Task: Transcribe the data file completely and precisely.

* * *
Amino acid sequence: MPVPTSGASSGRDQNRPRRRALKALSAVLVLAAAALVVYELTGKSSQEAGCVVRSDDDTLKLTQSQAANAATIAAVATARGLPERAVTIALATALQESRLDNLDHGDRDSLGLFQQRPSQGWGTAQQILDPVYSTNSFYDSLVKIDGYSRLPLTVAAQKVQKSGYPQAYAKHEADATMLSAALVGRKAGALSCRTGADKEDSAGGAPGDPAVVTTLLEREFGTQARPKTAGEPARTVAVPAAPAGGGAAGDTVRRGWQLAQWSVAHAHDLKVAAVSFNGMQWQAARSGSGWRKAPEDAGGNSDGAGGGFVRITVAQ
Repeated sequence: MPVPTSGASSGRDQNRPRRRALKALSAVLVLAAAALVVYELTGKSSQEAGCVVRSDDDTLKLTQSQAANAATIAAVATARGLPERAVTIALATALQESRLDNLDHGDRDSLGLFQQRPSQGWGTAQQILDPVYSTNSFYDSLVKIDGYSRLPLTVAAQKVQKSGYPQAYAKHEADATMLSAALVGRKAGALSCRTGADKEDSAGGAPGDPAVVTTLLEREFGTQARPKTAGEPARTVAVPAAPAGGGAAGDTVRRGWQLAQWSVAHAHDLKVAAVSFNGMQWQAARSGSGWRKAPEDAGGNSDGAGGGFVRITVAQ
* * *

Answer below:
Amino acid sequence: MPVPTSGASSGRDQNRPRRRALKALSAVLVLAAAALVVYELTGKSSQEAGCVVRSDDDTLKLTQSQAANAATIAAVATARGLPERAVTIALATALQESRLDNLDHGDRDSLGLFQQRPSQGWGTAQQILDPVYSTNSFYDSLVKIDGYSRLPLTVAAQKVQKSGYPQAYAKHEADATMLSAALVGRKAGALSCRTGADKEDSAGGAPGDPAVVTTLLEREFGTQARPKTAGEPARTVAVPAAPAGGGAAGDTVRRGWQLAQWSVAHAHDLKVAAVSFNGMQWQAARSGSGWRKAPEDAGGNSDGAGGGFVRITVAQ
Repeated sequence: MPVPTSGASSGRDQNRPRRRALKALSAVLVLAAAALVVYELTGKSSQEAGCVVRSDDDTLKLTQSQAANAATIAAVATARGLPERAVTIALATALQESRLDNLDHGDRDSLGLFQQRPSQGWGTAQQILDPVYSTNSFYDSLVKIDGYSRLPLTVAAQKVQKSGYPQAYAKHEADATMLSAALVGRKAGALSCRTGADKEDSAGGAPGDPAVVTTLLEREFGTQARPKTAGEPARTVAVPAAPAGGGAAGDTVRRGWQLAQWSVAHAHDLKVAAVSFNGMQWQAARSGSGWRKAPEDAGGNSDGAGGGFVRITVAQ